It looks like there are so many people with a completely overlapping magisterium these days. They really should inform themselves over the article entitled Nonoverlapping Magisteria by Stephen Jay Gould. It was an incredibly important landmark article on the issue of how science and religion interact with each other.

I personally hold to a partially overlapping magisterium. Scientific discoveries have had a tremendous effect on religious thought in the last half of the 20th century.

The discovery of background radiation led to the belief that the first three words in the Bible was true after all. Funny how things turn out like that.

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    I think Gould's "NOMA" is nonsense. On a daily basis, religious people claim that magical beings interact with the physical world, and these claims are surely vulnerable to scientific objections. Besides, there's no scientific discovery that supports theism. In contemporary cosmology, some models predict a beginning of time and others don't. Most cosmologists agree that it is unknown whether there was time before the big bang. Jun 27 at 2:34
  • However, even if one of the models that predict a beginning is correct, it would provide no evidence for god. As physicist Sean Carrol observes, saying that the universe had a beginning is not the same as saying it popped into existence. It's not as if these models have a moment in which nature doesn't exist. Jun 27 at 2:34
  • @JustAnotherInquirer -- I agree that NOMA is incorrect. God hypotheses are testable. Note, however, your author's position, when taken to its inferred consequences, says they cannot be tested, because he insists that Gods must be epiphenomenal.
    – Dcleve
    Jun 27 at 8:45
  • @JustAnotherInquirer -- to make my point above explicit, your author is arguing a POV that leads to NOMA. This is further implied in his quote: "That is arguably not something that science alone can settle", which implies separate, or at least only partially overlapping, magisterium.
    – Dcleve
    Jun 28 at 16:55
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The very short answer is "no". Neither the article, nor physics, rule out the existence or agency of Gods.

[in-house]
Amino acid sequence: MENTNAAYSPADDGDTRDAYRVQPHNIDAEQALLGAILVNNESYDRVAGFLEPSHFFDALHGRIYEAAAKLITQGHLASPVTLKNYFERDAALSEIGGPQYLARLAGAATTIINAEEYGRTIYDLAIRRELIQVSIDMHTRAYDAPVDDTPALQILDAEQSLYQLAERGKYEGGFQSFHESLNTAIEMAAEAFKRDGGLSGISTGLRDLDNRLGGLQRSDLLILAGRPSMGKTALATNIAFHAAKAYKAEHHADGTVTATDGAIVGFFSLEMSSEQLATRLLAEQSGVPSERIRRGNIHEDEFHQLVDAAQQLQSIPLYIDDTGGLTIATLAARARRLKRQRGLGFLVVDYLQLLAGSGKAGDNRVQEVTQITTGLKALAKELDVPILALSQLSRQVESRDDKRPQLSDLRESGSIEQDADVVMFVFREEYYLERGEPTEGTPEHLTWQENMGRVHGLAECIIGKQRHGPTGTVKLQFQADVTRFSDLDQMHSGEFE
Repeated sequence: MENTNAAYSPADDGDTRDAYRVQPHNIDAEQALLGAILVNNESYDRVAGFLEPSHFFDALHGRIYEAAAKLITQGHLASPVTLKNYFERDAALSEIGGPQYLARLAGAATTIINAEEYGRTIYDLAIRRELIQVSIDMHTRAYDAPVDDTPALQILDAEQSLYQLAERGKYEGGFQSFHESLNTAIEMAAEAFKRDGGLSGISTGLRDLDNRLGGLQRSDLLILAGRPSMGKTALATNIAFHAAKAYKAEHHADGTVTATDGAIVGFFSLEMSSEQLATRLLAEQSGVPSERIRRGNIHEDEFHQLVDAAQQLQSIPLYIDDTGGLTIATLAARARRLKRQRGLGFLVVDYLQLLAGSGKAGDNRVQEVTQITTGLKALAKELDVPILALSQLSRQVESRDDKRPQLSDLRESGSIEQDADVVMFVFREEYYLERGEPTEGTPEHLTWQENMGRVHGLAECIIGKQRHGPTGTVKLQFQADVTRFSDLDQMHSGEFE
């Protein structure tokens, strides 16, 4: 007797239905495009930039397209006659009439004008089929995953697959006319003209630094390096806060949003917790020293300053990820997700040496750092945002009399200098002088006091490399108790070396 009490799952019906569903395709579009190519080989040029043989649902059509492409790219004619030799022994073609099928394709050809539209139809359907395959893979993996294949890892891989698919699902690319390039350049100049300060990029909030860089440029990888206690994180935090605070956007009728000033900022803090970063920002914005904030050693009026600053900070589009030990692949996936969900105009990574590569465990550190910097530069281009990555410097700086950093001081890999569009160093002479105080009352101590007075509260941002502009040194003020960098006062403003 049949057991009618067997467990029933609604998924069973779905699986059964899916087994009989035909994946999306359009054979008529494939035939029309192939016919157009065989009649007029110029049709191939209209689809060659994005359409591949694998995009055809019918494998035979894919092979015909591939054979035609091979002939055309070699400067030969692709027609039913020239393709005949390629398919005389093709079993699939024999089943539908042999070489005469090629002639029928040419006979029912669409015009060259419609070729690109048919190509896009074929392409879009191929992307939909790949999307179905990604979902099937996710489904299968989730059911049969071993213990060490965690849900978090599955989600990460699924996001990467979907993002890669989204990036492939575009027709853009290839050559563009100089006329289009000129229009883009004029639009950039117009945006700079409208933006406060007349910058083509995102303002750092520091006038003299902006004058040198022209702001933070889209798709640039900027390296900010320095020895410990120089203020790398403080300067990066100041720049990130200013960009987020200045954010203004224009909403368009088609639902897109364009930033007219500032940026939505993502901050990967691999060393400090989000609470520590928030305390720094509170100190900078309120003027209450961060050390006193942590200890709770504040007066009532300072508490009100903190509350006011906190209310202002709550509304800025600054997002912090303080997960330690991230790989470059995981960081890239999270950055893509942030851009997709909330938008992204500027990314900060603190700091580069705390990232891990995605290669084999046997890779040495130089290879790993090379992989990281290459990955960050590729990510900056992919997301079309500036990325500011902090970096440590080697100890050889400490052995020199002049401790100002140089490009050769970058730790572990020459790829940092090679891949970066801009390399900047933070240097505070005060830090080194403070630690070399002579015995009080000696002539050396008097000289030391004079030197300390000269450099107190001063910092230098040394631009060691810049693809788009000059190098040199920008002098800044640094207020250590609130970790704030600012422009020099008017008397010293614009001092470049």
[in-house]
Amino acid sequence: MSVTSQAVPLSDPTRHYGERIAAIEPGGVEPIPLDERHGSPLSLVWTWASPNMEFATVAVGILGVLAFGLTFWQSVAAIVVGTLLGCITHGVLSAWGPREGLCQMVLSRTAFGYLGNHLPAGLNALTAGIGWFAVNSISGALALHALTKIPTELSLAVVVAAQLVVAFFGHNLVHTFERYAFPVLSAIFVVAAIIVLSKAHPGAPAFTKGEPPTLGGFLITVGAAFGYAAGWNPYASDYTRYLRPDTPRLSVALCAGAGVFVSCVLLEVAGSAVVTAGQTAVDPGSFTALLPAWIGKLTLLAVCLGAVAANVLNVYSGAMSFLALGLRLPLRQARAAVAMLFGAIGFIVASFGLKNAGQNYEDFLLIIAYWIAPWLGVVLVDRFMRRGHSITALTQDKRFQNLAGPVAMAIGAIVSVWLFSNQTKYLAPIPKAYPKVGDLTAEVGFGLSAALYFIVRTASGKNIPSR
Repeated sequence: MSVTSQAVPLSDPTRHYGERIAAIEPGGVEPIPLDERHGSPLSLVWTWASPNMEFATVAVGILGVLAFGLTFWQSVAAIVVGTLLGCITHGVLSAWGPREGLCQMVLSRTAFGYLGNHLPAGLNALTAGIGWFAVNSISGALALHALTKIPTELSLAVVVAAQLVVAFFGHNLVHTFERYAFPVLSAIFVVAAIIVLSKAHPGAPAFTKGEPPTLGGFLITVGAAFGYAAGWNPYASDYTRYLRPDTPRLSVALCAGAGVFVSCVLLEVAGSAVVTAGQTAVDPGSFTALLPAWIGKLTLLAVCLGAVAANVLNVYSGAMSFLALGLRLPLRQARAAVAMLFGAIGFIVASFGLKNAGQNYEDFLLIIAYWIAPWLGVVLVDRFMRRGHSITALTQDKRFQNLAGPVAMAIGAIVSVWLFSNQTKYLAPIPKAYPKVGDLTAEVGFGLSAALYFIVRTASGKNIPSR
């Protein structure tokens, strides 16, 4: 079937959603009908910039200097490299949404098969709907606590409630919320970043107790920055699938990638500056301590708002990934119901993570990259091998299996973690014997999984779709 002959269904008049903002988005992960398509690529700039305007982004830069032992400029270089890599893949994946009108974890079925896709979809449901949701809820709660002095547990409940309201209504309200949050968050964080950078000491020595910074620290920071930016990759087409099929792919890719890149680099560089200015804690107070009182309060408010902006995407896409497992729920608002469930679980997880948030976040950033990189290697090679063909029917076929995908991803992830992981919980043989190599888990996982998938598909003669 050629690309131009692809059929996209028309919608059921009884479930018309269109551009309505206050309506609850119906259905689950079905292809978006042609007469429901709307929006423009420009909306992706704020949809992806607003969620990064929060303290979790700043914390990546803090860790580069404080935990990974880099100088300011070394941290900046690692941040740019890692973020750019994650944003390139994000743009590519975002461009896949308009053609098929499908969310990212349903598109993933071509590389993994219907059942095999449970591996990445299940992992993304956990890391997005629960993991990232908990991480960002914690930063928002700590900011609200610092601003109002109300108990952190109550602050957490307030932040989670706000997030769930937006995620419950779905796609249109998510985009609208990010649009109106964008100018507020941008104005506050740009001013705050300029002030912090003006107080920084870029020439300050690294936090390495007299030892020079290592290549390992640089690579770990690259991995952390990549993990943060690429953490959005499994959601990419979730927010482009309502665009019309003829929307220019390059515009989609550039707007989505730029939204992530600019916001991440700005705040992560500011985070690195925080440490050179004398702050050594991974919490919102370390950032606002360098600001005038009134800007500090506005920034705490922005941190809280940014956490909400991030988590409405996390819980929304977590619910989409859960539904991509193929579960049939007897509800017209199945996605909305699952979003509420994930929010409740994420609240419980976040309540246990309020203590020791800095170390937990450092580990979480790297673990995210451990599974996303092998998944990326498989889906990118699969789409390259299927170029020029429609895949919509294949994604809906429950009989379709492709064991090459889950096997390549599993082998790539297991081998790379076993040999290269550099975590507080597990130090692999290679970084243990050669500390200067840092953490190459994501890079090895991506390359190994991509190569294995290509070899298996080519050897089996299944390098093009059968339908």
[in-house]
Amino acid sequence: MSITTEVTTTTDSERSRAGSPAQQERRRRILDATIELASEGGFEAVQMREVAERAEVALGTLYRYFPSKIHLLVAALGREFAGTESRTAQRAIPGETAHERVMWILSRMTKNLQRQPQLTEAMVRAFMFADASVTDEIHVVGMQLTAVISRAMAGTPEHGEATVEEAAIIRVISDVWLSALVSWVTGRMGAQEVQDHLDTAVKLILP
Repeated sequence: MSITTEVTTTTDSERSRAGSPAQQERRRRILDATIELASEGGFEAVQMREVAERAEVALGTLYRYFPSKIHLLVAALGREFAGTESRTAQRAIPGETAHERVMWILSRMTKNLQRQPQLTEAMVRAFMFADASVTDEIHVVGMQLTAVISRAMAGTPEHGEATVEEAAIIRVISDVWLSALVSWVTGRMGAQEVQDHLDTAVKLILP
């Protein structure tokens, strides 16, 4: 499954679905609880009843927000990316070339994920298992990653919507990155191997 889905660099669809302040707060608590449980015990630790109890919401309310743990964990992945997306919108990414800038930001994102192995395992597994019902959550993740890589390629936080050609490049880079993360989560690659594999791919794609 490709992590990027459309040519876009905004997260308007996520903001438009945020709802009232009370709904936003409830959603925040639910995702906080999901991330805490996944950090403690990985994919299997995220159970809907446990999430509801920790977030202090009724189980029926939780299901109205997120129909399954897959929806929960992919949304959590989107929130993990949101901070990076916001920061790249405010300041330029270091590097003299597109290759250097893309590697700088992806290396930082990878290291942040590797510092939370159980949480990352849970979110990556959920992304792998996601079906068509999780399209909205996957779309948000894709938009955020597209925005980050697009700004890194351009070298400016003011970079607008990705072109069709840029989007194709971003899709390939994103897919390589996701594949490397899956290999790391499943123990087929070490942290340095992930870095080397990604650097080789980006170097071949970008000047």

Somewhat Longer Answer:

The author is trying to stake out a very peculiar position. Most Anti-spiritualists assert ONTOLOGICAL naturalism -- IE that there is no such thing as non-material. They generally concede that the methodologies of science and reasoning, which combine to form methodological naturalism, could be used to investigate whether spirits influence our world.

This author seems to have put himself in a box, however. He WANTS to assert Ontological naturalism, but admits that the test cases of abstract objects -- Poppers World 3 -- exist. He also admits that minds exist, and that he cannot rule out that they are world 2 rather than world 1 objects.

This leaves him searching for a justification for his belief in an effective ontological naturalism, and this effort to redefine methodological naturalism to exclude certain categories of hypotheses, is a very blatant kluge/rationalization. Note how he describes it:

it would be a mistake, I think, in the present context, to bind naturalism to a commitment that minds are material. That is arguably not something that science alone can settle, but however it is settled, we should not hold psychology and the social sciences hostage to the outcome. Thus I propose that the right sort of gerrymander here, to give us what matters, is one that rules out disembodied minds. Naturalism, then, is committed to there being none of those.

Note he admits up front, that he is "gerrymandering" the normal usage of methodological naturalism, to try to prevent study of subjects he wishes were not the case. The methodology of naturalism is not committed to excluding acceptance of certain answers of "what is our world like". His admission that whether minds are material or not is an open subject, but that he is ALSO excluding trying to answer this open question from any kind of scientific inquiry, shows exactly what this sort of ideological effort to constrain science leads to. In prior centuries, the Church, or the Commissars, banned study of certain subjects because they contradicted their ideologies' dogma. Evan Fales is trying to do the same today.